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JAMA. 1992 Feb 26;267(8):1077-82.

Problems of comorbidity in mortality after prostatectomy.

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  • 1Department of Medicine, Yale University School of Medicine, New Haven, Conn.

Abstract

OBJECTIVE:

In recent studies of patients with benign prostatic hyperplasia (BPH), men undergoing transurethral resection of the prostate (TURP) had higher long-term mortality than men undergoing open prostatectomy. We tested the hypothesis that the higher mortality for patients undergoing TURP could have occurred if these patients were older and sicker at the time of surgery than patients undergoing open prostatectomy.

DESIGN AND SETTING:

Retrospective cohort study at Yale-New Haven (Conn) Hospital.

PATIENTS:

Two hundred fifty-two men who underwent TURP or open prostatectomy from 1979 through 1981 for the treatment of BPH.

MAIN OUTCOME MEASURES:

Five-year mortality adjusted for age and severity of comorbid illness at the time of surgery.

RESULTS:

The crude 5-year mortality rates were 17.5% (22 of 126 patients) for the TURP group and 13.5% (17 of 126 patients) for the open group. At the time of surgery, however, patients in the TURP group were sicker and older than patients in the open group. As the detail and quality of the assessment of comorbidity increased, the adjusted risk of TURP decreased. Improved classifications of comorbidity in three different forms of statistical analysis did not show an effect of type of prostatectomy on long-term mortality (Mantel-Haenszel relative risk, 1.03; 95% confidence interval, 0.57 to 1.87).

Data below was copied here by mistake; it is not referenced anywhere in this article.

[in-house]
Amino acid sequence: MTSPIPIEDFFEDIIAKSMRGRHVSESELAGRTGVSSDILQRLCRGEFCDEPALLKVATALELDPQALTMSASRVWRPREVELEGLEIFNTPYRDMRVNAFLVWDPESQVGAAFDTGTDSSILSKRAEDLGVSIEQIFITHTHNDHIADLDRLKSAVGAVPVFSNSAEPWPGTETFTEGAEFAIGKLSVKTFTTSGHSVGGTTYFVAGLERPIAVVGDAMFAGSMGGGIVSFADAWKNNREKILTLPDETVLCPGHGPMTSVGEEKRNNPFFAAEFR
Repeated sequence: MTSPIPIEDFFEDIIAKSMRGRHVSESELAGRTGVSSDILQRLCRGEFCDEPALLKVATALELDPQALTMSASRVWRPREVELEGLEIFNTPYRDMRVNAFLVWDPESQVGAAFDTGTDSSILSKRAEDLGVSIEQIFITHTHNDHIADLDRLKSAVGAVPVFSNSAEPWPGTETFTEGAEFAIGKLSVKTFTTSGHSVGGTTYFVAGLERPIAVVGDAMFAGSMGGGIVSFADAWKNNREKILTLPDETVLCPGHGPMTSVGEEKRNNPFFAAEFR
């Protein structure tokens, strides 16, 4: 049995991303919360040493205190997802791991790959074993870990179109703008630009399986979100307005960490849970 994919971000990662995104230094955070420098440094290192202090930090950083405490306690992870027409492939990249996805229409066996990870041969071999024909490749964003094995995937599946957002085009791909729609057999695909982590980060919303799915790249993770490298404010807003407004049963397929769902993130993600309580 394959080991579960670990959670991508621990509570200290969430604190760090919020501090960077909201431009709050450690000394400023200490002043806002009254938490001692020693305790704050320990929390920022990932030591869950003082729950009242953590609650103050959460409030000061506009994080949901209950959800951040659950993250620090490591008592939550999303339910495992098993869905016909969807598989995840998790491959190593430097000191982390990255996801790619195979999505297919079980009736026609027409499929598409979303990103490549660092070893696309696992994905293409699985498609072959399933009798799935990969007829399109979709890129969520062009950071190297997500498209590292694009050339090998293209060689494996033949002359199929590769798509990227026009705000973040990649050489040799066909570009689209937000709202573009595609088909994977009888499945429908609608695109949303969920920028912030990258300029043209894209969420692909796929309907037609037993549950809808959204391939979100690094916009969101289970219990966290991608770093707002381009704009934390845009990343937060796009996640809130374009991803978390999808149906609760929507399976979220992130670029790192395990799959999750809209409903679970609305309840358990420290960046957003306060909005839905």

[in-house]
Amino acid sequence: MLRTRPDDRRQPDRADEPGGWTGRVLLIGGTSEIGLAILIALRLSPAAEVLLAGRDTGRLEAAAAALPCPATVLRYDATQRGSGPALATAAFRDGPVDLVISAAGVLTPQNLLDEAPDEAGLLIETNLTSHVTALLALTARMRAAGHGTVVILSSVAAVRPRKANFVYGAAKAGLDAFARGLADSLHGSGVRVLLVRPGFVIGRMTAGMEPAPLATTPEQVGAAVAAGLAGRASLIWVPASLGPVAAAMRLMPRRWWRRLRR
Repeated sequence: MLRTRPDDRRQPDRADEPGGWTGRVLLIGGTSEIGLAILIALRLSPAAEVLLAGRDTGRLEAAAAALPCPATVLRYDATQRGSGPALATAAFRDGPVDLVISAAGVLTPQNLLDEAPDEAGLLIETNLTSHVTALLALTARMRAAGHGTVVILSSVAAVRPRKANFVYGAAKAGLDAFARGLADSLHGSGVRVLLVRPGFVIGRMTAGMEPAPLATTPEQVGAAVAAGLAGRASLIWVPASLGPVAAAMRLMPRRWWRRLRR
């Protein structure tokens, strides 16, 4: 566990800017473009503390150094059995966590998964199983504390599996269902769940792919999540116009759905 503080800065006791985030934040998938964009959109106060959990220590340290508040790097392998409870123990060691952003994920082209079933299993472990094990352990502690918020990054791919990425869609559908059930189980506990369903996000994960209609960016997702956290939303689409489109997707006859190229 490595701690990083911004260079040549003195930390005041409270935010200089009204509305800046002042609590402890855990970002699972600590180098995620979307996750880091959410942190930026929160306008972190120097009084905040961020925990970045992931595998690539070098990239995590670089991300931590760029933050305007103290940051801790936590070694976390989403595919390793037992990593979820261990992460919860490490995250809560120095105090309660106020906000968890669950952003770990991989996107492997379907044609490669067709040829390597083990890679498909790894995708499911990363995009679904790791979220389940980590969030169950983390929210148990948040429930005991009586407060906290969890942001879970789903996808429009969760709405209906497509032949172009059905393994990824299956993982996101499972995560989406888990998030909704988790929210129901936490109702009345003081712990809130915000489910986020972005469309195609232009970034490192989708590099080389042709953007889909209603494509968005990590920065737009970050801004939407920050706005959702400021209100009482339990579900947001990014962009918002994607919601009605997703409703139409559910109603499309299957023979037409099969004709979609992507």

CONCLUSIONS:

These results suggest that TURP does not increase long-term mortality after surgery for the treatment of BPH. Inadequate accounting for severity of illness may also affect other statistical "adjustments" used in research concerned with patient outcomes.

PMID:
1370963
[PubMed - indexed for MEDLINE]
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